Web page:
The rise of the superbugs (5 min read)

This is a blog post written by a blogger that I have recently followed. All credits go to him/her who has kindly given me permission to share here. I feel that it is a very important message that more people should be aware of.

One of the major problems that we are facing in the 21st century is the rise of superbugs or bacteria/fungi/parasites/viruses where we have no medicines to tackle, even the “secret” stash of antibiotics/anti-malarials/antivirals that doctors keep for these purposes are no longer effective against meaning that those who are ill will spread the infection to others. Most importantly, it means that we are relying only on our immune system to tackle this which unfortunately means we are slowly returning to a time when we had no effective medicines against infectious diseases if we do not do anything about it.

Present situation

Antibiotic resistance in present in every country. Patients who are infected with antibiotic resistant bacteria are more likely to have a worse outcome in terms of their disease (more likely to be ill for longer) than those who are not. According to the project called the Review on Antimicrobial resistance, the report in 2013 suggested that resistance was as dire a threat as terrorism. It calculated that the current death toll due to antibiotic resistance is around 700,000 deaths per year worldwide. The US alone according to the CDC there is an estimated 23,000 deaths per year caused by antibiotic resistance.

To make matters worse, the development of drugs for infectious diseases are underfunded. Currently, according to WHO only about 8 medicines that are going through clinical trials right now. For some areas, such as tuberculosis which according to WHO kills about 1.7 million people, causes 10.4 million people to fall ill each year has only had 2 new drugs being developed for it in the past 70 years and there is an increasing amount of multi resistant strains of TB cases, about 490,000 cases in 2016.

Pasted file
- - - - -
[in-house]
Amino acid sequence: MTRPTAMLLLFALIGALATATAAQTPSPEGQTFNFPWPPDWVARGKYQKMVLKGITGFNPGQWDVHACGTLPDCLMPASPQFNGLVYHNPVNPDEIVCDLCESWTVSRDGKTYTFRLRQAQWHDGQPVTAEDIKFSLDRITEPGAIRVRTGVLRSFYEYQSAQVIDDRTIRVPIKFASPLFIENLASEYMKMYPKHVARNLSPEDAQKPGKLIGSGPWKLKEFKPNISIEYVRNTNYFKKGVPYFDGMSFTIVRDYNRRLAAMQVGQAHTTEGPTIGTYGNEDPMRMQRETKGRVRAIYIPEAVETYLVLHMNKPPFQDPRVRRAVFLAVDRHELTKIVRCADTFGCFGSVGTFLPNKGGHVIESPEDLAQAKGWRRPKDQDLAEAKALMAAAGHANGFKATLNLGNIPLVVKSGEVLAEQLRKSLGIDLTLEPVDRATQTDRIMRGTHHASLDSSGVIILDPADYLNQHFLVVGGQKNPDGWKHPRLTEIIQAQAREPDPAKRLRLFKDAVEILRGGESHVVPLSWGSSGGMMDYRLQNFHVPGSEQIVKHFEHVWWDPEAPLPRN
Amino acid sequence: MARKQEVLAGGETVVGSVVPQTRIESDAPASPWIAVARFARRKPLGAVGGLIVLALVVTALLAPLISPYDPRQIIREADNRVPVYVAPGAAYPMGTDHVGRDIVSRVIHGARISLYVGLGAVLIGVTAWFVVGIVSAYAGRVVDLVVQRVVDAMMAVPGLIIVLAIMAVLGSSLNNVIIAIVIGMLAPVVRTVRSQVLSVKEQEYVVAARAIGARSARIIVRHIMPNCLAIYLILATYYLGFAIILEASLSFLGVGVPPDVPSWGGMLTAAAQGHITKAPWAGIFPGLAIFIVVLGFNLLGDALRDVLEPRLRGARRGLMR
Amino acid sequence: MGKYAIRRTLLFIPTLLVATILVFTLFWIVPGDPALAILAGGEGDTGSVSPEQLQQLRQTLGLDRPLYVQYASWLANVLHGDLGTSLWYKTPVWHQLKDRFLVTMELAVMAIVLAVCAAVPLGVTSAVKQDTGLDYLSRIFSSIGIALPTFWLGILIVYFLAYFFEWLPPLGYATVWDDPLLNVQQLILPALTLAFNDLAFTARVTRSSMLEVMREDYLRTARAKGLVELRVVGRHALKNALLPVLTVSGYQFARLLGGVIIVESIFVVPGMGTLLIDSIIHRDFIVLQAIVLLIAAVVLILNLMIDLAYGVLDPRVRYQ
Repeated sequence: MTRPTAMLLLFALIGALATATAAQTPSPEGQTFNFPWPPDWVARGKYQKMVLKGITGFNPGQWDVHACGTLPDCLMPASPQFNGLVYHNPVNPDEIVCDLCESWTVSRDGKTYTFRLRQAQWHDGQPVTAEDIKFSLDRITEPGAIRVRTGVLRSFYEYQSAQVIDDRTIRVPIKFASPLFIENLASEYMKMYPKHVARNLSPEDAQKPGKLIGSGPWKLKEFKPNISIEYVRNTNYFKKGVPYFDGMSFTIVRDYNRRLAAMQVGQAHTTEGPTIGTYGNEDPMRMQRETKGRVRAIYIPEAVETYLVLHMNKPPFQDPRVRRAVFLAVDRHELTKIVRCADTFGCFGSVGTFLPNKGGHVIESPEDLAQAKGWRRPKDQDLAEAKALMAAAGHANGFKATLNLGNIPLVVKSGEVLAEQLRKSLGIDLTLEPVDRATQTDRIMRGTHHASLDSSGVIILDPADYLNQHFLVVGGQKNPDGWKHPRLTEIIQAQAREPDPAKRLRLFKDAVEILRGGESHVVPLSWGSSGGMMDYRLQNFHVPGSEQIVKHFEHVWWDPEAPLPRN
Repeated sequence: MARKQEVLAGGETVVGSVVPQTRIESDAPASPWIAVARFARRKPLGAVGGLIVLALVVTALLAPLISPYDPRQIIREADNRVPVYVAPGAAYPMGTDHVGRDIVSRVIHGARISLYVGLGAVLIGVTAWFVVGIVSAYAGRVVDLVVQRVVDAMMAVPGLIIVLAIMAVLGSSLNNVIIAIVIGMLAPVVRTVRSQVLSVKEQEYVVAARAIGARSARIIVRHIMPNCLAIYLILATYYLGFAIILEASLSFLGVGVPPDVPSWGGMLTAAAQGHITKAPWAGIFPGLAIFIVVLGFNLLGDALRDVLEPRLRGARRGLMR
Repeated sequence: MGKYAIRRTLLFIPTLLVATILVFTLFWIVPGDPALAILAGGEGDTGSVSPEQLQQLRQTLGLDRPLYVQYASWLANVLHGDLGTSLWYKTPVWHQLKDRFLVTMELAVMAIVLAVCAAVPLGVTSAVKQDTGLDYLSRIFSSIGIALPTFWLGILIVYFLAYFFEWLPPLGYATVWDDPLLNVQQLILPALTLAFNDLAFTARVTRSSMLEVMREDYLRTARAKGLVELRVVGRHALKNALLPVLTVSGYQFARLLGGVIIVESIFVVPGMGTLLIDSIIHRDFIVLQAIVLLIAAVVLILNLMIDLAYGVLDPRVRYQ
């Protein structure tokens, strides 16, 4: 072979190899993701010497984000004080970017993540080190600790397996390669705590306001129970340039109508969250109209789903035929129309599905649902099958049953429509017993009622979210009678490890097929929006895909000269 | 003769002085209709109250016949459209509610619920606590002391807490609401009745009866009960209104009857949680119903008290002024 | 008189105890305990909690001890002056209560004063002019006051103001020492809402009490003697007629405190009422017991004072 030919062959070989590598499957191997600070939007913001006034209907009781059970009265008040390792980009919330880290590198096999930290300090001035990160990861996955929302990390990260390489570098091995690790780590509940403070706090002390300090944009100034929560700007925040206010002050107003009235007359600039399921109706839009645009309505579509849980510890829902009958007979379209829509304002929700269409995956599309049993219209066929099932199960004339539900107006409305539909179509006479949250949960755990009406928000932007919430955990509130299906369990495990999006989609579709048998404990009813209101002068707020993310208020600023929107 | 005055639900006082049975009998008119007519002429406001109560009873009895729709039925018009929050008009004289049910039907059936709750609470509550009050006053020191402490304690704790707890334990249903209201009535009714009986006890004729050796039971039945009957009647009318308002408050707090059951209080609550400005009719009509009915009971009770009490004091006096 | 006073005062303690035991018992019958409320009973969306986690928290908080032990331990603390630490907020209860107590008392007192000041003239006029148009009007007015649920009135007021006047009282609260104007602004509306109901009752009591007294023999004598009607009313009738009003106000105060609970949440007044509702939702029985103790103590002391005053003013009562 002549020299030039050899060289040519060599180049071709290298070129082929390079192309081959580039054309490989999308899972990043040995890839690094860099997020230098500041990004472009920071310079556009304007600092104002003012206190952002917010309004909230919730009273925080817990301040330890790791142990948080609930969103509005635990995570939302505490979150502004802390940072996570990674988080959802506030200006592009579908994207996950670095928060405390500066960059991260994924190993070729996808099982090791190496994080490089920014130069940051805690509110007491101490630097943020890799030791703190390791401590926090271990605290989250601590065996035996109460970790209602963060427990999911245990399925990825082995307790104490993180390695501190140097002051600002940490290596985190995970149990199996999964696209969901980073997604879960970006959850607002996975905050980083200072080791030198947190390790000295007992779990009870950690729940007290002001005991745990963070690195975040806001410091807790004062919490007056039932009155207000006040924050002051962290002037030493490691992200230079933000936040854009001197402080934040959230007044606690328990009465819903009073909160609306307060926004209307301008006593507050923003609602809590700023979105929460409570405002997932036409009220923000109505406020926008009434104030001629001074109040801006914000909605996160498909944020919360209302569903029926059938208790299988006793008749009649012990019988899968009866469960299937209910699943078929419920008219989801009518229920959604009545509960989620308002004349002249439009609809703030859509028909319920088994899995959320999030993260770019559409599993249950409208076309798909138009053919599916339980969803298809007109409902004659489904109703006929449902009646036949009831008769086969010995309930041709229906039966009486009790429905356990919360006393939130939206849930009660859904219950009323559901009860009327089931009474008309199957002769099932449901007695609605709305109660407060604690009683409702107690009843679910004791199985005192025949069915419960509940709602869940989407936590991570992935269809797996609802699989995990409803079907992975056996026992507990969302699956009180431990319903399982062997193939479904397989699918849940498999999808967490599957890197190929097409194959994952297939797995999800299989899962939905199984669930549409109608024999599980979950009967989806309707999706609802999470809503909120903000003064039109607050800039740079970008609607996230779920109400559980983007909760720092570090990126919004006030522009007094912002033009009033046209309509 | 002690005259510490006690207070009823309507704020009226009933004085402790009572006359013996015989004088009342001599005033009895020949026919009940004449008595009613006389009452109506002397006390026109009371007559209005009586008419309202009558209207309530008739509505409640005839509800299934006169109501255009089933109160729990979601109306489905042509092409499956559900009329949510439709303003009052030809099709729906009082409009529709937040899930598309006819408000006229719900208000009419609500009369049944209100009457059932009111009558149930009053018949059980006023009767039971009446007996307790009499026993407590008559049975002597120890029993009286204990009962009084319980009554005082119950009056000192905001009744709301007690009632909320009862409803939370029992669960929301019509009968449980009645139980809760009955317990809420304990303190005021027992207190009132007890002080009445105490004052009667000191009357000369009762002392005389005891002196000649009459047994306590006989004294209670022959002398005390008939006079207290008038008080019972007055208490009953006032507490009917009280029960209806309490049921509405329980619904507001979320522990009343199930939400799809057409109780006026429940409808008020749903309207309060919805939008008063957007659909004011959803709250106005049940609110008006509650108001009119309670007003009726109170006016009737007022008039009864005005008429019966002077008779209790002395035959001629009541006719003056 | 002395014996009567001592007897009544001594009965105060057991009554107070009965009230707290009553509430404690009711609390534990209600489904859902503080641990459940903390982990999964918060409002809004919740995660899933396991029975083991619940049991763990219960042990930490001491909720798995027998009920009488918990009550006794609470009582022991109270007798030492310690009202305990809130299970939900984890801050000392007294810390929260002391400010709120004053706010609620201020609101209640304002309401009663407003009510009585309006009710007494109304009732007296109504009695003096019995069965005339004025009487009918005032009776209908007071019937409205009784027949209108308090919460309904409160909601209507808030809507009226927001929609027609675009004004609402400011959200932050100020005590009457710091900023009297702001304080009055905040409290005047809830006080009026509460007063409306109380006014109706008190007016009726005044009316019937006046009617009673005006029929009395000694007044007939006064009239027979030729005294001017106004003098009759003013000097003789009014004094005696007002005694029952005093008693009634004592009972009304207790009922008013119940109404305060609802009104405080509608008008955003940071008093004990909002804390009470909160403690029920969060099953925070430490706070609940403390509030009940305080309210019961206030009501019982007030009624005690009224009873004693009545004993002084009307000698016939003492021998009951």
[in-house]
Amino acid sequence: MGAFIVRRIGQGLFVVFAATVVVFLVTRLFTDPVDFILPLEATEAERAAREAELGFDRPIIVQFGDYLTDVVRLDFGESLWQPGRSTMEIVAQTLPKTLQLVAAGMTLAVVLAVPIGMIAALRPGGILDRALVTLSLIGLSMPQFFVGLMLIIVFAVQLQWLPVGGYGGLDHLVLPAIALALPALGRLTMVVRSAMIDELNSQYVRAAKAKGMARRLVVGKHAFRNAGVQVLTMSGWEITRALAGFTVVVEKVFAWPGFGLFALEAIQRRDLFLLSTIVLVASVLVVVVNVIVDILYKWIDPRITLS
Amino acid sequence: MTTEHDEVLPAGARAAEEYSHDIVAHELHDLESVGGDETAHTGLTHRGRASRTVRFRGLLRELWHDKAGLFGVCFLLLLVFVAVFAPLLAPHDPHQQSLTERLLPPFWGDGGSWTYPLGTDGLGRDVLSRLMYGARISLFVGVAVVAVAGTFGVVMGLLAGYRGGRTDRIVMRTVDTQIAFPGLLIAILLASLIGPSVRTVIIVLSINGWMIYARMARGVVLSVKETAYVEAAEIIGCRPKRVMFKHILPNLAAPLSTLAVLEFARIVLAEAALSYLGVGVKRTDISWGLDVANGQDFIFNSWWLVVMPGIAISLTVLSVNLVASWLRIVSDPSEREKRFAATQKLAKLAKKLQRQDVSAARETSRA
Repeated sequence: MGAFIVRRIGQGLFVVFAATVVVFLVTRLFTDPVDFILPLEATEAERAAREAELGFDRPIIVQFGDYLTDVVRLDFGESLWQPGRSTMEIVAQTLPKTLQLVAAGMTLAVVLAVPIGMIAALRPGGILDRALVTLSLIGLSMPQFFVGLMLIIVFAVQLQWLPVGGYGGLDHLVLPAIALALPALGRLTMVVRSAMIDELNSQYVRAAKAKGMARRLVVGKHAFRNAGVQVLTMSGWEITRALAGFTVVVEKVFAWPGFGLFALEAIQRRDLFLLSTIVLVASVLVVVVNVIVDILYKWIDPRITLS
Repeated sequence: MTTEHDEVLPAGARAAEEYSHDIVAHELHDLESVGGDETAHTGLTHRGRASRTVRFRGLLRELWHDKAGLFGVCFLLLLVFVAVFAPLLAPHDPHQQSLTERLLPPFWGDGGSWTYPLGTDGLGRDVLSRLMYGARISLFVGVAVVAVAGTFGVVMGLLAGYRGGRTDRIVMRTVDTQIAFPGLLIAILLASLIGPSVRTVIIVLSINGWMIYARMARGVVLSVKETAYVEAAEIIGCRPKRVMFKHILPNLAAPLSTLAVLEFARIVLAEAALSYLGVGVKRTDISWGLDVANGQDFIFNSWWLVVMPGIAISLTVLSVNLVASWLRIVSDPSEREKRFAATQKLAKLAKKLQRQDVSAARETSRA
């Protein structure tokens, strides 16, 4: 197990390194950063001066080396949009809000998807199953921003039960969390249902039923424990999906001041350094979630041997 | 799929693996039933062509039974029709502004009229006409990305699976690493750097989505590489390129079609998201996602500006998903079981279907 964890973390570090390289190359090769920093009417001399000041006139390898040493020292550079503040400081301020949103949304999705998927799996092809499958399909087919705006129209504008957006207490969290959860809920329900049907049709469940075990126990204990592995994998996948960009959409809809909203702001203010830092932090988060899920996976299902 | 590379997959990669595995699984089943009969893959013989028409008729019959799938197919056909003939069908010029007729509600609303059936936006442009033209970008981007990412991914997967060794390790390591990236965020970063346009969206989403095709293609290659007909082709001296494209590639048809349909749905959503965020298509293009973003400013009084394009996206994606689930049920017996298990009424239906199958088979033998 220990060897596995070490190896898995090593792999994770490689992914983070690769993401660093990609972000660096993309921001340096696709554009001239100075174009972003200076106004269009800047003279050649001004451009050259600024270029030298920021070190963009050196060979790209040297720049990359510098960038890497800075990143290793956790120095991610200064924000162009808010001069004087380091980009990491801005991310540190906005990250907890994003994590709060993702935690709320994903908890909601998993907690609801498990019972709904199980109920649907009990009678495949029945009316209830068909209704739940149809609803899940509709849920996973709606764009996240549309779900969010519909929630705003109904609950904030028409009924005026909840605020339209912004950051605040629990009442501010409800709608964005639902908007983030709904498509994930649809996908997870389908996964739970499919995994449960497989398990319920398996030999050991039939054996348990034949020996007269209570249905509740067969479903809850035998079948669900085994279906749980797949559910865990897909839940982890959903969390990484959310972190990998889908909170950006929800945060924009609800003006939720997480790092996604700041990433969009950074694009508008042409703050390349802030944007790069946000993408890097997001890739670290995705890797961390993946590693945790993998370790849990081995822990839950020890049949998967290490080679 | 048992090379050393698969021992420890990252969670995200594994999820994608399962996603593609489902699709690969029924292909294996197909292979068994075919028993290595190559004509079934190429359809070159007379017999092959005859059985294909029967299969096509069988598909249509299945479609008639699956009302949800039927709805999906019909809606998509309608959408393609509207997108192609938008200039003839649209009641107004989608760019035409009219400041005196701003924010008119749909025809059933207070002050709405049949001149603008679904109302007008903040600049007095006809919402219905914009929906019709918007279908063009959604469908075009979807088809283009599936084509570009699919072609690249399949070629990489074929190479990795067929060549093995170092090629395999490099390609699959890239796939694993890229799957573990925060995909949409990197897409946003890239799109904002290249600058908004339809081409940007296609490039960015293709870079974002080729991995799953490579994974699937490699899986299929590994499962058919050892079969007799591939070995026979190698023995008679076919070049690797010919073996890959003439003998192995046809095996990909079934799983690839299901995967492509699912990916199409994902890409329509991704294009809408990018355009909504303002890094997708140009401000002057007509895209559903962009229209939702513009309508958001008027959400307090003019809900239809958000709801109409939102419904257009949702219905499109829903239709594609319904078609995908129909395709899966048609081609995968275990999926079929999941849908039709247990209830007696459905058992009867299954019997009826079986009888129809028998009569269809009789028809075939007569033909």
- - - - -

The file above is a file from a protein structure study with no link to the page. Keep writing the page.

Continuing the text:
Why should we be concerned?

Imagine having no drugs to treat food poisoning (E. Coli one of the most common bacteria which causes food poisoning is a bacteria that is becoming resistant to many antibiotics), just like with any infectious diseases, without effective drugs to treat them this could mean prolonged illness, disability and may even lead to death. Without effective medication to treat infections it would mean many procedures such as chemotherapy, organ transplantation, major surgery (i.e. cesarean sections/ c-sections to give birth and hip replacements will become very high risk operations.

What is antibiotic week?

This is a week where the World Health Organization try and raise awareness of the importance of this problem and how our misuse of antibiotics over the years has caused this.

The cause of drug resistance

The cause of this is in fact a very natural process for any micro-organism such as bacteria, viruses, parasites. In fact animals do it too for example mosquitoes and even humans. But the reason why larger animals do this very slowly is because in our lifetime we are likely to give birth to much fewer offspring (one bacteria can divide into two ranging from 30 minutes to several hours); our population does not increase as dramatically as micro-organisms do and we do not acquire as many mutations as micro-organisms do. Also as a population we are not constantly being eradicated by different methods so there is  no selection pressure for certain mutations to have a big effect on our population.